As well as the capacity for macro the 60mm lens is wide enough for portraits of bigger fish such as this batfish being cleaned:

The 60mm allowed me a closer working distance to this cardinal fish with eggs in his mouth. All the other cardinal fish were hanging around so close that had I tried to take this photo with the 105mm macro there would have been two or three fish between me and him for the same framing.

My top simple tips for macro:
  • Get down to eye level (if you can without damaging the reef), your images will be more full of ye contact and impact.
  • For any critters with eyes try to always make sure eyes are in focus.
  • To get the eyes and mouth in focus, for shallow DOF photos, focus between the eyes and the mouth. It will be in focus 1/3 in front of the focus point and 2/3 behind the focus point.
  • If you find your lens hunts for focus (this one does not but many macro lenses do) when don’t be afraid to switch the camera to manual focus and move the camera back & forth to focus).
  • If your camera allows (most camera these days are fairly customisable), try to have one button access to 100% zoom in on your photo. For example on the D300 I set the middle button (between the arrows) to toggle between 100% and zoomed out for quickly checking eye focus on macro shots with shallow DOF.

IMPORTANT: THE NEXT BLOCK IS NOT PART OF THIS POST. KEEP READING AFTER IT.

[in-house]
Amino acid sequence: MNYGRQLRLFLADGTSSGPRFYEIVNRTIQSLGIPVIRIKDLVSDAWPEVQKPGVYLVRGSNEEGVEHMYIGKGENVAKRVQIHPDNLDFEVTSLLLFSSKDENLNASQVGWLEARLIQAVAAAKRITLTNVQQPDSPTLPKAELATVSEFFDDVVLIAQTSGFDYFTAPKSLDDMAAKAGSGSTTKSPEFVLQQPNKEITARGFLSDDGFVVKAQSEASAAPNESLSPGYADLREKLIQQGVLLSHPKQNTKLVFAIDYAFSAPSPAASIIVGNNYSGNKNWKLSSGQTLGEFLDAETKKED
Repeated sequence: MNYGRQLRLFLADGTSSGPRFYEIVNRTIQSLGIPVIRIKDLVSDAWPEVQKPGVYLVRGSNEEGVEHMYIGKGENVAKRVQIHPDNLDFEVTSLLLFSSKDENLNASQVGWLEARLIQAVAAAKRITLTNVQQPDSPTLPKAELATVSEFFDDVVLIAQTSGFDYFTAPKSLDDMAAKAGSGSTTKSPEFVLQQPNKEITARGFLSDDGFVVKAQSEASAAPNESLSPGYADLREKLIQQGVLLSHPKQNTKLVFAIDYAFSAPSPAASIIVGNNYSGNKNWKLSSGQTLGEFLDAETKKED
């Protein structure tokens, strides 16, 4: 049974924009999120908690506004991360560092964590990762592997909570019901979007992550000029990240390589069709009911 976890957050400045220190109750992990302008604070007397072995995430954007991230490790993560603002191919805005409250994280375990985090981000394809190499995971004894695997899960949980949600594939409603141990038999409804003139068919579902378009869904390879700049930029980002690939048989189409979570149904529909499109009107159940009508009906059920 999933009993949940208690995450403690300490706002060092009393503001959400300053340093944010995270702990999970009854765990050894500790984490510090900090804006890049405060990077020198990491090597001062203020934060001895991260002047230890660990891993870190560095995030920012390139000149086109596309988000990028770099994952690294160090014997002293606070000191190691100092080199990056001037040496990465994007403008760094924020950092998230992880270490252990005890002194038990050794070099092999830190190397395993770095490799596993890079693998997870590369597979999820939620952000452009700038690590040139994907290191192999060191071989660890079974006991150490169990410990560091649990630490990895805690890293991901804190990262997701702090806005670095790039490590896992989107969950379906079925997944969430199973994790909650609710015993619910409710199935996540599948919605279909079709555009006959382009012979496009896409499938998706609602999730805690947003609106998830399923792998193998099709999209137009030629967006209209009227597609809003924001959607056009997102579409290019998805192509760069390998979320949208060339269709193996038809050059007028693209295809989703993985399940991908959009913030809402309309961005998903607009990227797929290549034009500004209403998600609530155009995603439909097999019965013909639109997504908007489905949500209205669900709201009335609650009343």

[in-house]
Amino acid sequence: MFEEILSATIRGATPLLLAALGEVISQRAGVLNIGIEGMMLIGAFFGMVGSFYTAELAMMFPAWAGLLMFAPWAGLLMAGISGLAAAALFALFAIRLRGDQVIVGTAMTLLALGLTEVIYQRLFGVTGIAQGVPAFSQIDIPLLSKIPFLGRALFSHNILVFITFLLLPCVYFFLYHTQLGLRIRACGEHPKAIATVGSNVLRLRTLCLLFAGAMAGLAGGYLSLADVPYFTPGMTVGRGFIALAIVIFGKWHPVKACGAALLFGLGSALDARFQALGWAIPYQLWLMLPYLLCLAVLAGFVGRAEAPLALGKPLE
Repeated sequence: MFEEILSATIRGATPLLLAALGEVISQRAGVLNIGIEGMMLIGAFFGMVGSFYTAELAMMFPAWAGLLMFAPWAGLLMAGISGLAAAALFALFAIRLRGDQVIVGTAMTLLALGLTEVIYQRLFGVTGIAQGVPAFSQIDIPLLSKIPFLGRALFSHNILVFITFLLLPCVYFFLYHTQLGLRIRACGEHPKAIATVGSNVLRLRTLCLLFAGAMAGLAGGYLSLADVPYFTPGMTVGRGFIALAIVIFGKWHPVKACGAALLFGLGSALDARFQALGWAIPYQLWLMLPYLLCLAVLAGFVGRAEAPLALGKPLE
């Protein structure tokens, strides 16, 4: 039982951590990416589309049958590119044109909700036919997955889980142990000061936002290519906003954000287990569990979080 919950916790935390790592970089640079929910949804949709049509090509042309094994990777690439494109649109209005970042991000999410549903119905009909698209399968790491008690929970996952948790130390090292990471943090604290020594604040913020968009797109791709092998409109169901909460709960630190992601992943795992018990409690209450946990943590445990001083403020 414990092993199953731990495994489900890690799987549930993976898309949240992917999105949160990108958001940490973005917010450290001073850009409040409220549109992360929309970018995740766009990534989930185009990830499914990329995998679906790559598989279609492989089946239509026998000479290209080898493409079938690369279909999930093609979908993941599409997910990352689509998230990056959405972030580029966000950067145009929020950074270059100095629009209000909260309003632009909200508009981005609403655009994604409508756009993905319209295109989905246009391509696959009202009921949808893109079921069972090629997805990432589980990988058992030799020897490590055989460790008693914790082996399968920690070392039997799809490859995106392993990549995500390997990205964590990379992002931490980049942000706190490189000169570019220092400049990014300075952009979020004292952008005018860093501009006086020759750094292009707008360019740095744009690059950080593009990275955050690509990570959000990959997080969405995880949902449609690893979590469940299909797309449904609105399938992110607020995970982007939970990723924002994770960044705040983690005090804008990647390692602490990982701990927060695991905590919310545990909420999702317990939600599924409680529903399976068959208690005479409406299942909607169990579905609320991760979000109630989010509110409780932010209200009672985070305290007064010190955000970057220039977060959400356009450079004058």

• Check your LCD histogram rather than relying on LCD brightness to check for exposure.
  • Sometimes it’s hard to see the settings in the little screen on the top of a DSLR camera without flattening your subject, on the Nikon D300, the little info button (it looks like a key if I remember correctly) displays that whole screen on the LCD when in shooting mode.

This was one of the first underwater shots I took with my DLSR system in a swimming pool with Martin Edge!

I hope you liked my stroll down memory lane with my 60mm macro set up for the Nikon D300. As I said at the top of the post I’m currently selling that set up. Buy for only £2375 (camera, lens, housing and port)! Click here for more details & the full list of equipment for sale or email me at scubasuzy-sellingnikongear@yahoo.co.uk. Thanks for supporting my work!

PhotoFriday – ‘Lucky Shot’

This week’s Photo Friday entry: ’The Lucky Shot’

For this weeks photofriday theme I’d like to talk about photographing clownfish (nemo)! The shot above was most definitely ‘the lucky shot’ because it won me a trip :) However in general photographing clownfish is a matter of patience. You find a nice anemone with pretty clownfish and every time the fish looks look in the viewfinder you click the button. They swim around and around and in and out so its mostly patience & luck when you get a good one.